DEMONWARE 10: The Dangers of Social Network Logins
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DEMONWARE 10: The Dangers of Social Network Logins

You’re on a popular website or app, and
you decide to create a new account on it. You see there’s multiple options, and for
the sake of convenience, decide to use one of the social logins. You see a quick
warning of what information this site might access, but quickly ignore it.
What happens to your data after you click, “accept”? Hi everyone, I’m Andy Wong, welcome to the latest episode of Demonware, Demonware is a show regarding the progress of my graphic novel, which shares the same name, as well as what’s in my headspace
regarding technology and society. Today I’m going to talk about social logins and your personal data. You might have heard a lot of cyber security related news
recently, regarding the use of personal data and data breaches. While this is a hot topic
in news right now, this is not anything new. These issues have been around for
years, and have received very little attention overall. I’m going to push past
all the noise, and get to the heart of the matter: your personal data ISN’T safe
and oftentimes we unintentionally spread out that same data to other places. When
you click on and accept a social login on a website or app, that data gets
copied to that service’s servers wherever they live. It’s one thing for Google,
Facebook, or Twitter to have your data, but if it lives elsewhere, you can’t
guarantee that information is secure. One part of the controversy surrounding
Cambridge Analytica and Facebook is the fact that even though Facebook deleted
Cambridge Analytica’s related app data on their end, Cambridge Analytica still
hasn’t deleted everything on their end and that data is STILL in circulation. If
you used ANY app that uses social login any time in the past, if you go into
Facebook and delete your ENTIRE account that app’s data is still living elsewhere
and there’s very little you can do about it. If a company who runs the app has a
data breach you are at risk. To give you a perspective on data breaches roughly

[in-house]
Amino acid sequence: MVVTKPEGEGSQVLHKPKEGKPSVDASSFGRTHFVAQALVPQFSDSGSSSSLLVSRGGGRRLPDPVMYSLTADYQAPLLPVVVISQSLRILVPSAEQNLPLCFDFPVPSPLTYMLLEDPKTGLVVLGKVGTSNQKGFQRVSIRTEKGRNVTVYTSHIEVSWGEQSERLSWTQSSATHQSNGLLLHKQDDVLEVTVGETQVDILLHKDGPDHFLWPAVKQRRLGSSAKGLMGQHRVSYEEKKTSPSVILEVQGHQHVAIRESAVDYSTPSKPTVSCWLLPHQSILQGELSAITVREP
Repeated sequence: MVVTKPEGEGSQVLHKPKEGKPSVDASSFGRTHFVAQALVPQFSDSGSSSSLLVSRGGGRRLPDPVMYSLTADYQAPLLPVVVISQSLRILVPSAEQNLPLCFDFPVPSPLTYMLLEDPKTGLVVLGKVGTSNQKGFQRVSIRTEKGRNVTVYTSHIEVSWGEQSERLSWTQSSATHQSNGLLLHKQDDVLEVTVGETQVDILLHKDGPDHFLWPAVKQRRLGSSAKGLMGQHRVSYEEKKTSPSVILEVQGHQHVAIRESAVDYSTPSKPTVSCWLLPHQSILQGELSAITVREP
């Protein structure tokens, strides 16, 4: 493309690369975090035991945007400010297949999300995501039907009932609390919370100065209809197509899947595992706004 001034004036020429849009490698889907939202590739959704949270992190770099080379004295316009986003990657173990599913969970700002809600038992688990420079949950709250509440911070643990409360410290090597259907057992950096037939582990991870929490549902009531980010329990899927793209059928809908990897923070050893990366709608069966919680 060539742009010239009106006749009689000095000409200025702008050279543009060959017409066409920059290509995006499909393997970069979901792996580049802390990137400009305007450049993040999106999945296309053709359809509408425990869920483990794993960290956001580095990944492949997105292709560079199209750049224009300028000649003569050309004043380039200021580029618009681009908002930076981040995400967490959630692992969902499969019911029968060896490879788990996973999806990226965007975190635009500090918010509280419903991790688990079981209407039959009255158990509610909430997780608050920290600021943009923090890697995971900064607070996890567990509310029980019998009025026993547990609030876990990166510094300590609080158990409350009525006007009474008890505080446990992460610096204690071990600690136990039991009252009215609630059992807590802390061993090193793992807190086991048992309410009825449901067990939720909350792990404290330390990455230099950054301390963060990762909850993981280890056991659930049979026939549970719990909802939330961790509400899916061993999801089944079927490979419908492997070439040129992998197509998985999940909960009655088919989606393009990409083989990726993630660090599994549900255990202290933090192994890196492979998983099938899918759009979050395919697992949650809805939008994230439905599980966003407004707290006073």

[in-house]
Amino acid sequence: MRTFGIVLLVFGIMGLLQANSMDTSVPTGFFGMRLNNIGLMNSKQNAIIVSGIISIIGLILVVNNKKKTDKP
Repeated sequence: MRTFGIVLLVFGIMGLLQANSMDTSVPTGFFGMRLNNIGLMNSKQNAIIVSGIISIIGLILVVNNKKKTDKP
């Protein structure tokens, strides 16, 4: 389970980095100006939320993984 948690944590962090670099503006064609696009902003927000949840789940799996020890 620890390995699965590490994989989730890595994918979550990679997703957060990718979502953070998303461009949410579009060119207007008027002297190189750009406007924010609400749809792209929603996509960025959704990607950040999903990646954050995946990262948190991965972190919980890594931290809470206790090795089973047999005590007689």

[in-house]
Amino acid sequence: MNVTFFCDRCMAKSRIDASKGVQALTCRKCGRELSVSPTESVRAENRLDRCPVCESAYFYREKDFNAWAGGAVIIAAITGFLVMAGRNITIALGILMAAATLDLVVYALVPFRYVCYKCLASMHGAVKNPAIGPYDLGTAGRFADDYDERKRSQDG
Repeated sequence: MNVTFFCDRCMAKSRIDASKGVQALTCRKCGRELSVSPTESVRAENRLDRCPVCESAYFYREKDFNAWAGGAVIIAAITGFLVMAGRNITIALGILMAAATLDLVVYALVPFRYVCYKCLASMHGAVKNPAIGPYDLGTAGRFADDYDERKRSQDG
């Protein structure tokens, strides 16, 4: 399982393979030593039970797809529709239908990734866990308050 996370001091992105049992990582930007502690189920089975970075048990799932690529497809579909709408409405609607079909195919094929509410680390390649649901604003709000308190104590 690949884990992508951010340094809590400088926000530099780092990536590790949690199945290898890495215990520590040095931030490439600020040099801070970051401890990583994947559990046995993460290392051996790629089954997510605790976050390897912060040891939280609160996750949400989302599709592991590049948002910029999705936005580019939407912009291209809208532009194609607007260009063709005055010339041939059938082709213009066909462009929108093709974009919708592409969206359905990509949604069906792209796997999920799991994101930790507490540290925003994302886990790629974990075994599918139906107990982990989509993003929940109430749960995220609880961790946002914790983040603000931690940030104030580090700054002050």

1.85 billion data records are lost or stolen per year. That’s 5 million records
lost or stolen every day, and 211 thousand records per hour. One of the
most notable data breaches was related to Equifax, one of the three major credit
reporting agencies in America. Last year, 143 [million] American consumers were affected by the breach: where names, Social Security numbers, birth dates, addresses, and in
some instances, driver’s license and credit card numbers were obtained by
hackers. The population of the United States is currently 325.7million people.
That means that about 43.91 [percent] of Americans were affected by the Equifax breach alone.
So, I’ve hammered the point that your data isn’t safe, but what can you do to secure
your data and minimize your risk? I’ll go over a few ways to do it. First, find out
if you are affected. The most important thing to do is to find out if you’re the
victim of any particular data breach. There’s a website called
(right here) and you can enter in your email address and find out if that
email and any other personal information was currently obtained in any data
breaches. You can also check on the same site, if any passwords have been used
before and have been obtained by hackers. With that information, you can go into the
affected services to re-secure your accounts and change your password or
information. Second, if possible, DON’T USE SOCIAL LOGINS. If you’re creating an
account on a website or app, you’re given the option to create a username or
account using just your email address, TAKE that option. Make sure that account
creation process actually makes you type your email address and not ask you for
your Gmail or Yahoo account. That’s not the same thing. If you HAVE to use a
social login, make sure you’re aware of what information the app is using, and if
you’re comfortable with that. Three, minimize your data trail. Reduce the amount of
public information you have about yourself online. You can still reduce the
amount of information companies have on you about deleting your accounts. On
Facebook, you can remove all the topics and pages you’ve liked, change
permissions, and under Facebook’s app settings, you can see what information
apps can access and revoke their access or just remove them altogether. And